How is MS doing Prototyping?

20 Feb 2006 - 2:04pm
8 years ago
18 replies
555 reads
Dave Malouf
2005

Well at least the Office 12 group:
http://blogs.msdn.com/jensenh/archive/2006/02/20/535444.aspx

It talks about how they are using PowerPoint to short cut prototyping.

I find this funny b/c you'd think they would just use Visio. ;)

-- dave

David Heller
http://synapticburn.com/
http://ixdg.org/
Dave (at) ixdg (dot) org
Dave (at) synapticburn (dot) com
AIM: bolinhanyc || Y!: dave_ux || MSN: hippiefunk(at)hotmail.com || GTalk:
dheller(at)gmail.com

Comments

20 Feb 2006 - 3:04pm
Greg Petroff
2004

Don't laugh. I have seen some amazing ui prototyping work done in ppt. And
you can animate some components to give a rough interactive storyboard with
greater ease then visio. Not my cup of tea but I have seen those who have
mastered it do nice things.

--gp

On 2/20/06, David Heller <dave at ixda.org> wrote:
>
> [Please voluntarily trim replies to include only relevant quoted
> material.]
>
> Well at least the Office 12 group:
> http://blogs.msdn.com/jensenh/archive/2006/02/20/535444.aspx
>
> It talks about how they are using PowerPoint to short cut prototyping.
>
> I find this funny b/c you'd think they would just use Visio. ;)
>
> -- dave
>
> David Heller
> http://synapticburn.com/
> http://ixdg.org/
> Dave (at) ixdg (dot) org
> Dave (at) synapticburn (dot) com
> AIM: bolinhanyc || Y!: dave_ux || MSN: hippiefunk(at)hotmail.com ||
> GTalk:
> dheller(at)gmail.com
>
>
>
> ________________________________________________________________
> Welcome to the Interaction Design Association (IxDA)!
> To post to this list ....... discuss at ixda.org
> List Guidelines ............ http://listguide.ixda.org/
> List Help .................. http://listhelp.ixda.org/
> (Un)Subscription Options ... http://subscription-options.ixda.org/
> Announcements List ......... http://subscribe-announce.ixda.org/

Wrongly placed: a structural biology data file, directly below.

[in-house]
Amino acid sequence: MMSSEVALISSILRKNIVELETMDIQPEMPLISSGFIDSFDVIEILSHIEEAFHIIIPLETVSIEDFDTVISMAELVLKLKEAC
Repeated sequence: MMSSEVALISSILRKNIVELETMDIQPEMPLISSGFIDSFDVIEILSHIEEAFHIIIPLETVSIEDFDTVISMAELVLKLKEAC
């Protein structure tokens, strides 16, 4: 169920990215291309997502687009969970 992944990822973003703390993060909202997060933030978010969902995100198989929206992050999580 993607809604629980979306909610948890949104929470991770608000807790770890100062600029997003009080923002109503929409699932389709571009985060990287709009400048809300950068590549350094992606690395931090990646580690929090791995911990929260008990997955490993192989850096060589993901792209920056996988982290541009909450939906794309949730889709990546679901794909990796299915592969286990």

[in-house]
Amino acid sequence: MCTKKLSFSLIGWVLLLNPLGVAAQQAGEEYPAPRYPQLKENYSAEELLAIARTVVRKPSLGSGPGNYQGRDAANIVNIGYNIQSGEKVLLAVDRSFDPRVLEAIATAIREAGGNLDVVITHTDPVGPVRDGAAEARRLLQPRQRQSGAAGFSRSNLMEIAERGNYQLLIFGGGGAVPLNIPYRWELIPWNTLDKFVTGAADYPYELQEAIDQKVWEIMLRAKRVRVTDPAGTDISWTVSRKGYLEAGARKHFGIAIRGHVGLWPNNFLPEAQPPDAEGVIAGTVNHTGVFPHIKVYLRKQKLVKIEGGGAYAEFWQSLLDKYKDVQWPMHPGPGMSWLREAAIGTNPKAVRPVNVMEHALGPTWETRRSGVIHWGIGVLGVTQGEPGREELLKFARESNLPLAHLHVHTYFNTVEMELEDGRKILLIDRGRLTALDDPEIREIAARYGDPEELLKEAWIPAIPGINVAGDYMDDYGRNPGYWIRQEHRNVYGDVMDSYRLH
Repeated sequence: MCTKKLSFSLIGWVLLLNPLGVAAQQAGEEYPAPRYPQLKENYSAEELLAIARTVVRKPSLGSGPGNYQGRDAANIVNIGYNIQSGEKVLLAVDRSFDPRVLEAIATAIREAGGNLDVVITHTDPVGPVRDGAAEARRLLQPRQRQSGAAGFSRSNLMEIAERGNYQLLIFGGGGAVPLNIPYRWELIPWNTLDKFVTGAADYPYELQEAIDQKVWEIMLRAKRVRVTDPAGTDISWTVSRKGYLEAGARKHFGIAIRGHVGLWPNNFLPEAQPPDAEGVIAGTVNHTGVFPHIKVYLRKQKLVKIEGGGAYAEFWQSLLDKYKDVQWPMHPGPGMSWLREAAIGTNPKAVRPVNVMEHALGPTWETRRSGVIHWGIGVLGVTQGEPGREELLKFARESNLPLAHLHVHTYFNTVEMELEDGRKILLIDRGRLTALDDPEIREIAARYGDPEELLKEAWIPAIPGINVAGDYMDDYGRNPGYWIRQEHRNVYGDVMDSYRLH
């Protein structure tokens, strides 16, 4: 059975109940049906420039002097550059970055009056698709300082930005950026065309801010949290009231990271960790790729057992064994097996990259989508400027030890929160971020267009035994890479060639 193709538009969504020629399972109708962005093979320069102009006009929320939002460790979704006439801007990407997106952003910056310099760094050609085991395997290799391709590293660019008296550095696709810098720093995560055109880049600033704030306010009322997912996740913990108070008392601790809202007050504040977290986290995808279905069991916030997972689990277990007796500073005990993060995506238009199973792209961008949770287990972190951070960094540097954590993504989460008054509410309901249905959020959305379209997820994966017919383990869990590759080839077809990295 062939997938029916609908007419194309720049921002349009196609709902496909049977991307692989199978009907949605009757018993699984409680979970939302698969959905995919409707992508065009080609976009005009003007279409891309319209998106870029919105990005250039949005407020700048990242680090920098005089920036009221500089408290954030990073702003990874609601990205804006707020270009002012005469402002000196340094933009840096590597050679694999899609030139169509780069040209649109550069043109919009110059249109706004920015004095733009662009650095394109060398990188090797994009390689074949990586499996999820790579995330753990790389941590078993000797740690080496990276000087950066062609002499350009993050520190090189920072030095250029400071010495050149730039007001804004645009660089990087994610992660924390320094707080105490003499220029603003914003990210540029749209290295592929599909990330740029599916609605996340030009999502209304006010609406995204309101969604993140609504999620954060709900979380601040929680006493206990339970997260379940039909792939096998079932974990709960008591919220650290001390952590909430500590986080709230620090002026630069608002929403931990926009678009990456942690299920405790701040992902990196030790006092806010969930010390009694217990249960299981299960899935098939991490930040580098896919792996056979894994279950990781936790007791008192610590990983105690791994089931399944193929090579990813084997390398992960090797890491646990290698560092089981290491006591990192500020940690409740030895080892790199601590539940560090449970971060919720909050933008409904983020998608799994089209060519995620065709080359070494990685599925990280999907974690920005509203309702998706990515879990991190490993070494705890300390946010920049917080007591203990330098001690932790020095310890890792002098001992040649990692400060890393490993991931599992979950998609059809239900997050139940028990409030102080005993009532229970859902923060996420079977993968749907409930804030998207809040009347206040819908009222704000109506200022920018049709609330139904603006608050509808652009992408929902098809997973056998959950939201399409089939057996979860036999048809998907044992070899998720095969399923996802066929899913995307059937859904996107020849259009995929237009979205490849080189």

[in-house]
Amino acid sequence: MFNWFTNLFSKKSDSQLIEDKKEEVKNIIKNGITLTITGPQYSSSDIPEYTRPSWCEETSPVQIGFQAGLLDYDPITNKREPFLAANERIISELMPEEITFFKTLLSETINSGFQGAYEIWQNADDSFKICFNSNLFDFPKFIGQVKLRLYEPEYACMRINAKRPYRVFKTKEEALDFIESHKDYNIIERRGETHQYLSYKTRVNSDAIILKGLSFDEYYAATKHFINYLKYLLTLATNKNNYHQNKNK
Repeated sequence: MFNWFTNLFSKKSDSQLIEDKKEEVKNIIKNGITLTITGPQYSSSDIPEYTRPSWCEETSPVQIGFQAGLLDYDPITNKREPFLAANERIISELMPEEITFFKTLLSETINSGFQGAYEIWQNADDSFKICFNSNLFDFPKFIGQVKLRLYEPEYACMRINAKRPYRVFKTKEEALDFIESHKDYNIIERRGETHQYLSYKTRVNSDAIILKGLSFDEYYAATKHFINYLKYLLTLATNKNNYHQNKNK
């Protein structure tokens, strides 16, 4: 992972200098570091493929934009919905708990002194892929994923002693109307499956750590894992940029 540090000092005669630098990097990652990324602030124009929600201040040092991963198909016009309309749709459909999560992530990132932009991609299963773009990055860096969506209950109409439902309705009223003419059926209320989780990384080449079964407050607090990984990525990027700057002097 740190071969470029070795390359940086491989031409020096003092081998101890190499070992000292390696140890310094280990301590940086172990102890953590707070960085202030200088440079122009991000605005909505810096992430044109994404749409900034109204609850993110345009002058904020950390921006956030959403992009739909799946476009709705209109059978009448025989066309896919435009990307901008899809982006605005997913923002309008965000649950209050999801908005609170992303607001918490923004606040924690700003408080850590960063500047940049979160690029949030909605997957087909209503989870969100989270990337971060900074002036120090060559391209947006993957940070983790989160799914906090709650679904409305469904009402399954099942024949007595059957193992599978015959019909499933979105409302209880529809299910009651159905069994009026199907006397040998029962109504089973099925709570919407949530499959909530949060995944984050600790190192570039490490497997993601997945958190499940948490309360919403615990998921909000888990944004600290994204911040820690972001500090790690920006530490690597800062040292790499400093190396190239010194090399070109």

> Questions .................. lists at ixda.org
> Home ....................... http://ixda.org/
> Resource Library ........... http://resources.ixda.org
>

--
Gregory Petroff
Mobile # 646 387 2841

20 Feb 2006 - 3:25pm
hj
2005

I sometimes use powerpoint for prototyping. You can get quite advanced UI behaviour with it ... context menus, 'active' buttons (via invisible hot spots), etc.

I use it in conjunction with Paint (another 'simple' tool), photoshop, etc to create appropriate images.

Once, I created a detailed demo with it and presented it to customers. At the end, several asked if they could take have it there and then even though I told them it was a demo. They completely forgot, or didn't even realise, it was PPT.

I never got on with Visio ... I found it constrained me too much for what I wanted, and I didn't feel inclined to spend the time to learn it more to see if/how it could work.

PPT works for me.

- h

-----Original Message-----
From: Gregory Petroff

Don't laugh. I have seen some amazing ui prototyping work done in ppt. And
you can animate some components to give a rough interactive storyboard with
greater ease then visio. Not my cup of tea but I have seen those who have
mastered it do nice things.

On 2/20/06, David Heller <dave at ixda.org> wrote:
>
>
> It talks about how they are using PowerPoint to short cut prototyping.
>
> I find this funny b/c you'd think they would just use Visio. ;)

20 Feb 2006 - 3:42pm
Jack L. Moffett
2005

Since this subject has come up again, I have to satisfy my curiosity.
During the many discussions about prototyping tools, I've seen nobody
say that they use Macromedia Director. I've been using it for UI